Higher incidence of headaches, gastro-intestinal problems and insomnia An increased risk of heart disease. Mental Effects Compared with noncaregivers, the following occur more often in caregivers: Depression and anxiety disorders, and these can persist, even after the death of the patient or placement in a nursing home—guilt often adding to this sad picture.
Alcohol and other substance use—this has serious implications for driving and operating machinery as well as damage to health.
Emotional Effects Emotional exhaustion and caregiver stress is real and debilitating. Among signs of caregiver stress are anger at self and the patient; social withdrawal from friends and activities previously enjoyed; irritability leading to moodiness; negative thoughts and reactions; inability to concentrate; and errors at work—the wage-earning caregiver cannot afford this.
|Reflecting on the Concept of Compassion Fatigue||This article has been cited by other articles in PMC. Abstract Background Several research studies have reported the poor quality of life of family caregivers of persons with Alzheimer's disease AD.|
|Search form||Brenda Sabo, PhD, RN Abstract A review of the literature on the health of nurses leaves little doubt that their work may take a toll on their psychosocial and physical health and well being.|
|A Physician's View of Caregiver Health - Archive | Family Caregiver Alliance||Non-commercial uses of the work are permitted without any further permission from Dove Medical Press Ltd, provided the work is properly attributed. This article has been cited by other articles in PMC.|
|Reflecting on the Concept of Compassion Fatigue||Received Aug 30; Accepted Dec|
|Resilience among caregivers of children with chronic conditions: a concept analysis||Brenda Sabo, PhD, RN Abstract A review of the literature on the health of nurses leaves little doubt that their work may take a toll on their psychosocial and physical health and well being.|
There is evidence now that emotional stress adversely affects longevity—this goes with the higher risk of mortality I have mentioned above. Physical, mental and emotional damage, or a combination of all three? What a gloomy picture! But is it always like this? Does it need to be like this?
We can change it, ladies and gentlemen. Sick caregivers cannot effectively look after chronically sick patients so we must find ways to keep caregivers healthy.
How might we do this? As well as the studies supporting the adverse effects on health I have described above, there are other studies that make it abundantly clear that access to a good social support network—family and friends, community resources, religious groups, volunteers—and respite care have a strongly positive effect on the mental, physical and emotional health of the caregiver.
Respite Care can range from a family member, friend or volunteer coming in for a few hours each week to give the main caregiver a break, to having the care recipient attend a day care center, to admitting him or her to a nursing home for a few days to hiring in-home help. Respite care is caring for the caregiver.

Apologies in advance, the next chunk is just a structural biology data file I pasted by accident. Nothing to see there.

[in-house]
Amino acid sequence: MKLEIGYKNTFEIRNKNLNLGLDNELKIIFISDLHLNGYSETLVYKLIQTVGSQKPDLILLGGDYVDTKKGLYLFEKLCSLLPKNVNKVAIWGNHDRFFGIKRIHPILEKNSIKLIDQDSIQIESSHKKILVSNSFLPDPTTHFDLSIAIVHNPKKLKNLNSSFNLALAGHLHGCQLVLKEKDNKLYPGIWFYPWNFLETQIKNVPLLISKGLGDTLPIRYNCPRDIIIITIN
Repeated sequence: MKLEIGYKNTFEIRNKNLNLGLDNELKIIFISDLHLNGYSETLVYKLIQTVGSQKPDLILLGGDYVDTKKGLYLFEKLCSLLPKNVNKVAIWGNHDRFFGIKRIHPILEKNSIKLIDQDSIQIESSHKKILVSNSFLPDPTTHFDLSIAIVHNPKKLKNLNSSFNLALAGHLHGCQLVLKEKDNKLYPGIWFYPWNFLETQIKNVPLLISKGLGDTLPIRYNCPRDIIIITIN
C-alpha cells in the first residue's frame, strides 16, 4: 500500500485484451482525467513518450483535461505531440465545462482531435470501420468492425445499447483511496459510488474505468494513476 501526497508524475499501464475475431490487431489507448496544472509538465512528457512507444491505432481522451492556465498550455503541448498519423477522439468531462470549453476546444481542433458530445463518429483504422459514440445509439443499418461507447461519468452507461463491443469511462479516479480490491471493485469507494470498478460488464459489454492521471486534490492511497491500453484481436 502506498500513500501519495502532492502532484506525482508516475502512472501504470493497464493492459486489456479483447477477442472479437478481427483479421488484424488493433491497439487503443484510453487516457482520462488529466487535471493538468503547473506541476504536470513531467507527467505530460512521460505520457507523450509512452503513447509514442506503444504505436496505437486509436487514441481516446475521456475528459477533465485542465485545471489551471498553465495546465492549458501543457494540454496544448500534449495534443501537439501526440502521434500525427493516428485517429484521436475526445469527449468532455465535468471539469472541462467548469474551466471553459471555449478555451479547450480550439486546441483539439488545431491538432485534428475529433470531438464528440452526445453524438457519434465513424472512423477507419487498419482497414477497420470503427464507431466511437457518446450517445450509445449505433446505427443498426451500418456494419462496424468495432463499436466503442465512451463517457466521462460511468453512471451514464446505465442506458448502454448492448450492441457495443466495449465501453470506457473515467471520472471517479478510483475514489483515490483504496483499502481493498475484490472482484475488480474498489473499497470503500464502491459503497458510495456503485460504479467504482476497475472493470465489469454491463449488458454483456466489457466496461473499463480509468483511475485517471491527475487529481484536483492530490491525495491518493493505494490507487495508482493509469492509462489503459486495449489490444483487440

Fragmented Support Systems How can caregivers access much needed help? This, alas, is one of the major problems. There are many good resources available all over the US, but fragmented. It was a sad time, because she was one of the unlucky ones—she developed cancer and it was diagnosed too late when it had spread widely.
She had felt bad for months, but told no one. My mother spent the last few months of her life on hospice, and access to it was so easy. A public health nurse was available at all times. Home visits were made by the doctor at regular intervals. I could obtain any equipment we needed at the local Red Cross office.
This high quality care National Health Service meant: A somewhat similar system exists at Kaiser Permanente—when I worked there I had easy, one-stop access to obtaining resources for my patients both inside Kaiser and in the community, and there were medical social workers and a home care team.Eighty family caregivers of persons with AD completed a survey with quantitative measures [demographic variables, Herth Hope Index (HHI-hope), World Health Organization Quality of Life -BREF (WHOQOL-BREF)] and a qualitative survey about their transitions experience.
A Physician's View of Caregiver Health - Archive Printer-friendly version A legislative hearing before the Senate Subcommittee on Aging and Long-Term Care in Sacramento focused attention on strategies to support family caregivers in California.
The purpose of this concept analysis is to uncover the essential elements involved in caregivers' resilience in the context of caring for children with chronic conditions. In analyzing the concept of resilience among caregivers of children with chronic conditions, a new definition has emerged.
This paper defines “resilience of a caregiver” as follows: resilience is a process of interaction between a caregiver and the environment and is a balance between protective factors and risk factors.
In analyzing the concept of resilience among caregivers of children with chronic conditions, a new definition has emerged. This paper defines “resilience of a caregiver” as follows: resilience is a process of interaction between a caregiver and the environment and is a .
Hope, hopelessness and fatigue are important experiences for patients and family members in palliative care. The aim of the study was to describe the level of and relation between hope, hopelessness and fatigue in patients and family members in palliative care.